Entries:
Comments:
Posts:

Loading User Information from Channel 9

Something went wrong getting user information from Channel 9

Latest Achievement:

Loading User Information from MSDN

Something went wrong getting user information from MSDN

Visual Studio Achievements

Latest Achievement:

Loading Visual Studio Achievements

Something went wrong getting the Visual Studio Achievements

Checking In: Stephan T. Lavavej - Inside STL (the person, not the library)

Download

Right click “Save as…”

Stephan T. Lavavej is a Channel 9 hero. You've learned a great deal from him over the years, but you've not really learned much about him. How did STL—that's what we call him since, well, look at his name and what he does for a living—get to where he is today? What's his story?

Of course, given STL's expertise and passion, this conversation includes STL's perspectives and opinions on C++ programming, compilers, templates, modern C++, STL (the library), and more. But it also includes a more personal perspective, too. How does STL think about computing? And why C++? 

Did you know that STL can compile code in his head? Really.

Erik Meijer leads this friendly interrogation and considering the IQ, passion, and great conversation the hour goes by much too fast. It's a real pleasure to share a more personal piece on STL as an addition to the usual deeply technical and pragmatic lectures and conversations we're accustomed to. But there's certainly no talking to STL without talking about STL and C++. You are definitely going to learn things by listening in. This is for sure.

A huge thanks to Erik for taking the time to do this interview. He was super busy cranking code (C++ at that) on the day we shot this and this interview took him away from his keyboard. Thank you, man.

Thank you, STL, for taking the time to be checked in on.

 

Tags:

Follow the Discussion

  • STL is impressive as always. Looking forward to the production of more STL videos!

     

  • @schroedl:ditto

  • Charles,

    You, STL, Erik, Anders and Don B. are all the aspects of the 5 headed MS Yoda.

    Bravo, on another outstanding "Checking In" episode. 

     

  • Grant BoyleGrantB What the hell are we supposed to use man? Harsh language?

    That's a damn good video guys, I'm going to have to watch that one again.

    Some great discussion on gc, synchronous destruction, etc. Would love to see an extended discussion on that (memory leaks in gc environments,, scaling gc for large heaps or many cores, exception safety, gc for type safety, dealing with non-memory resources).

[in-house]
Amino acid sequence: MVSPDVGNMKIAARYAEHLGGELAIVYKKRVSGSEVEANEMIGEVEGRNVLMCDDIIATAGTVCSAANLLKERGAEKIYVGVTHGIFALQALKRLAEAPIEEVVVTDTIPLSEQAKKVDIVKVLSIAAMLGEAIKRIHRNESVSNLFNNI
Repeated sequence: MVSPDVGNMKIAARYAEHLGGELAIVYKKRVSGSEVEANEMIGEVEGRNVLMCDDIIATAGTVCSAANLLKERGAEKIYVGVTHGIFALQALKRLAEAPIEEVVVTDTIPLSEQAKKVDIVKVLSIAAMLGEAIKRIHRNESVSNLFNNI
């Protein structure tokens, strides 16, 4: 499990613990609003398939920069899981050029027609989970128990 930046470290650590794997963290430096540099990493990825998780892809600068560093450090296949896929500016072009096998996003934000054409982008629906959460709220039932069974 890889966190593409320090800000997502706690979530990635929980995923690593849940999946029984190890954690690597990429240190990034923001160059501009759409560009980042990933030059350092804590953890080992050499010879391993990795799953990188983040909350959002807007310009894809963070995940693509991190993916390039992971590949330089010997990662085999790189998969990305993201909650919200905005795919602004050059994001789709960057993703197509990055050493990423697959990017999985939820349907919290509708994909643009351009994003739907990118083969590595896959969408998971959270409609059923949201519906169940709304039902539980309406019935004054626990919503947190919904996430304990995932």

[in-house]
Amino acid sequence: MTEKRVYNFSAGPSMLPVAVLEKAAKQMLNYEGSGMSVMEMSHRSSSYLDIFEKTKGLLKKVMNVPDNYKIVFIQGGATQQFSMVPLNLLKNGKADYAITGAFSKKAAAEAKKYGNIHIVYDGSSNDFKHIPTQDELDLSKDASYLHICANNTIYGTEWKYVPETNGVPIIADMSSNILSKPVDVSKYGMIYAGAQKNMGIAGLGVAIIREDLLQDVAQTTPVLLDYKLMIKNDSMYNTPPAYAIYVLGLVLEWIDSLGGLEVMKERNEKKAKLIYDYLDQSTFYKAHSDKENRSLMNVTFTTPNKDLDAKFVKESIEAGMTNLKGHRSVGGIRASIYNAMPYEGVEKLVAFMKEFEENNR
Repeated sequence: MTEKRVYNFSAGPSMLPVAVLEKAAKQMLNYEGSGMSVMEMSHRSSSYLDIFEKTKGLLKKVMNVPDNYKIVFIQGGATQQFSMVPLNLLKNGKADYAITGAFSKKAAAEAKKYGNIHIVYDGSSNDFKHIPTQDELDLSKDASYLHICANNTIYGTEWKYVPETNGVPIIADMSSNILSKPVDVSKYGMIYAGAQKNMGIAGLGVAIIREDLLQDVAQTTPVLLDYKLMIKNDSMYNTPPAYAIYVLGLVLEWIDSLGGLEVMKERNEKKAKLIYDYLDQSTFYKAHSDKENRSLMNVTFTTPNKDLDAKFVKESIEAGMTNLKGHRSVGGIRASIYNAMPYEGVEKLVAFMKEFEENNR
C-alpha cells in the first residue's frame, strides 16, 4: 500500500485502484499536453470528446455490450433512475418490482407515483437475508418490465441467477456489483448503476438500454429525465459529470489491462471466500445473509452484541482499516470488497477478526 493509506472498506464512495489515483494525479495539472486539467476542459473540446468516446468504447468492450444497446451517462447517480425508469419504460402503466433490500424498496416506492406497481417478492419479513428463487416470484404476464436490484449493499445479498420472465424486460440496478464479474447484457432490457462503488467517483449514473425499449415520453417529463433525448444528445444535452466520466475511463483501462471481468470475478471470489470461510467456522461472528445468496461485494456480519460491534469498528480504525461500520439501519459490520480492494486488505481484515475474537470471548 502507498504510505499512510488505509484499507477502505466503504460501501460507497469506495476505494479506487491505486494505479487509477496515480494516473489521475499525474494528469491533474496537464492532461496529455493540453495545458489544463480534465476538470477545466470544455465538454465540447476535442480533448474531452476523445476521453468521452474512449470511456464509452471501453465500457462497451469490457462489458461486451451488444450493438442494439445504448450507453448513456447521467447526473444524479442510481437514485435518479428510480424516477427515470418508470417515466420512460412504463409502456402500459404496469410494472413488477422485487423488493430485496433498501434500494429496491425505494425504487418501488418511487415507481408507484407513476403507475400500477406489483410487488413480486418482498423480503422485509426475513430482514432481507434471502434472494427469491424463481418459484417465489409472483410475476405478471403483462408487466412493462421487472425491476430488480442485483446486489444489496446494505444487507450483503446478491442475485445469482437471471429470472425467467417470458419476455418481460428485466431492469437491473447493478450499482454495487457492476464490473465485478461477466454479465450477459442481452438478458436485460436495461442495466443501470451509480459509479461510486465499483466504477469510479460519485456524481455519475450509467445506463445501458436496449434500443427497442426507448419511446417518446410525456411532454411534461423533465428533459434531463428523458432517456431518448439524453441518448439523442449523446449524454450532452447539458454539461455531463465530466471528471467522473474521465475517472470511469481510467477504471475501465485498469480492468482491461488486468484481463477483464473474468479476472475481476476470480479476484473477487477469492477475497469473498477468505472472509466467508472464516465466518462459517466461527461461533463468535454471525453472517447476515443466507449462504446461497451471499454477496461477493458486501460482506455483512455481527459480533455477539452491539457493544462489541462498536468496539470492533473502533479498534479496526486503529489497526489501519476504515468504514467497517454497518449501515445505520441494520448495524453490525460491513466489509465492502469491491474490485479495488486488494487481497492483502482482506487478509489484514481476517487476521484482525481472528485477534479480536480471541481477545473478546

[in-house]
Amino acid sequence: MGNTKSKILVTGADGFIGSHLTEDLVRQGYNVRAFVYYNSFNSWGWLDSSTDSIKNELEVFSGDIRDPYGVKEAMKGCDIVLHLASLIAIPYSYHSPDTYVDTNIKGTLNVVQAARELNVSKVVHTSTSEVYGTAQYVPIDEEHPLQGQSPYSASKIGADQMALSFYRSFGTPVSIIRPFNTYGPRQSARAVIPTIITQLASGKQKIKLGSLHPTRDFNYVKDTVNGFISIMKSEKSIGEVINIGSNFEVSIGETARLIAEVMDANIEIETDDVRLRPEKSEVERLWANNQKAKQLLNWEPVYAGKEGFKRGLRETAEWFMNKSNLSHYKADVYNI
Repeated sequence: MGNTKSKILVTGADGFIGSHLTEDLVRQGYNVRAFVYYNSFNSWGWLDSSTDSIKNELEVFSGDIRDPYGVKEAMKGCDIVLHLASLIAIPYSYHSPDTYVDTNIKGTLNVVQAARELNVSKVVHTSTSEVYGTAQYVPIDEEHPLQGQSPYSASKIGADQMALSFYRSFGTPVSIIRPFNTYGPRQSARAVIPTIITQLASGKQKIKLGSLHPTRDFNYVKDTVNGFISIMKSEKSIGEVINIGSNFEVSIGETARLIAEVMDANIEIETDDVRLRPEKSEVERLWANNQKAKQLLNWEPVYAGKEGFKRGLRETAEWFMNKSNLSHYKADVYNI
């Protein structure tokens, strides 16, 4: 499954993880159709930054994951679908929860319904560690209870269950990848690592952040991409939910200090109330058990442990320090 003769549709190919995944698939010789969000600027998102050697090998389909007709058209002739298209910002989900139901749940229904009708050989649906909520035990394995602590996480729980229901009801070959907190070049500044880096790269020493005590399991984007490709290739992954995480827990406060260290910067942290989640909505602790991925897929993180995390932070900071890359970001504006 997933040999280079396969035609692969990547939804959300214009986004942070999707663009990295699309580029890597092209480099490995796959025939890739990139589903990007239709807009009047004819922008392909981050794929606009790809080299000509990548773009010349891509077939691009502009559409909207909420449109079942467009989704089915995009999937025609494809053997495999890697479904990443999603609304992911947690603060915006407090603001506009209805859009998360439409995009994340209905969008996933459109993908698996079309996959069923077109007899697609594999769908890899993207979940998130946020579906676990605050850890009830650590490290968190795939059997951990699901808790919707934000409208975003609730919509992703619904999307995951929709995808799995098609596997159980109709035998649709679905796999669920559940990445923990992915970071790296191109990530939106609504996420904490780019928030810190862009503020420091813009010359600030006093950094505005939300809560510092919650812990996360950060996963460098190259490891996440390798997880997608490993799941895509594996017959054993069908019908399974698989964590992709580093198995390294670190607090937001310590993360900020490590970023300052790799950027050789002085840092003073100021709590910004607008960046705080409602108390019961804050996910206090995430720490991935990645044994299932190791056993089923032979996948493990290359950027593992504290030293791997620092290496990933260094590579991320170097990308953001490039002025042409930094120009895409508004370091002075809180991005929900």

Also liked that you keep touching on early warning as a benefit. Could get into static vs dynamic, contracts or static analysis annotations and even the billion dollar mistake.

    (I don't think anyone but Erik could have kept up with STL in this video, he's a machine!)

  • CharlesCharles Welcome Change

    @faperdue2112: Smiley
    C

  • , schroedl wrote

    STL is impressive as always. Looking forward to the production of more STL videos!

     

    and I hope so

  • IvanIvan

    STL rocks...
    regarding 1000x problem... it is really strange, I always thought that for primitive types of same sizeof it cant be different.
    To bad for the NDA :( I would really really like to hear what the bug was.

    Btw one cool question that Chareles could ask some cpp experts is why shared_ptr is not thread safe. Or at least why there is no template argument that specifies it.

  • CharlesCharles Welcome Change

    @Ivan: I don't need to ask. shared_ptr is thread safe...
    C

  • STLSTL

    GrantB> Also liked that you keep touching on early warning as a benefit.

    One of the things we're doing in VC11 is emitting linker errors early, preventing incomprehensible runtime crashes later. (I like to think of this as "breaking users' builds for fun and profit".) Currently, we detect:

    * _MSC_VER mismatch. Mixing STL objects compiled with different major versions of VC is absolutely forever forbidden, because we change their representations. Static libraries are a common way to accidentally do this (e.g. building code with VC11, and linking against Boost static libraries built with VC10). My detection logic works only when both versions involved are VC10+, but it's better than nothing.

    * _ITERATOR_DEBUG_LEVEL mismatch. I've talked about this one a lot, and it's already detected by VC10.

    * RuntimeLibrary mismatch - this is mixing /MT, /MTd, /MD, and /MDd options in a single binary. Dragging multiple CRTs/STLs into a single binary is not good, and now VC11 will detect it.

    Ivan> I would really really like to hear what the bug was.

    http://connect.microsoft.com/VisualStudio/feedback/details/689342/unordered-map-thousand-time-slower-than-the-vc-2010-version

    Ivan> why shared_ptr is not thread safe.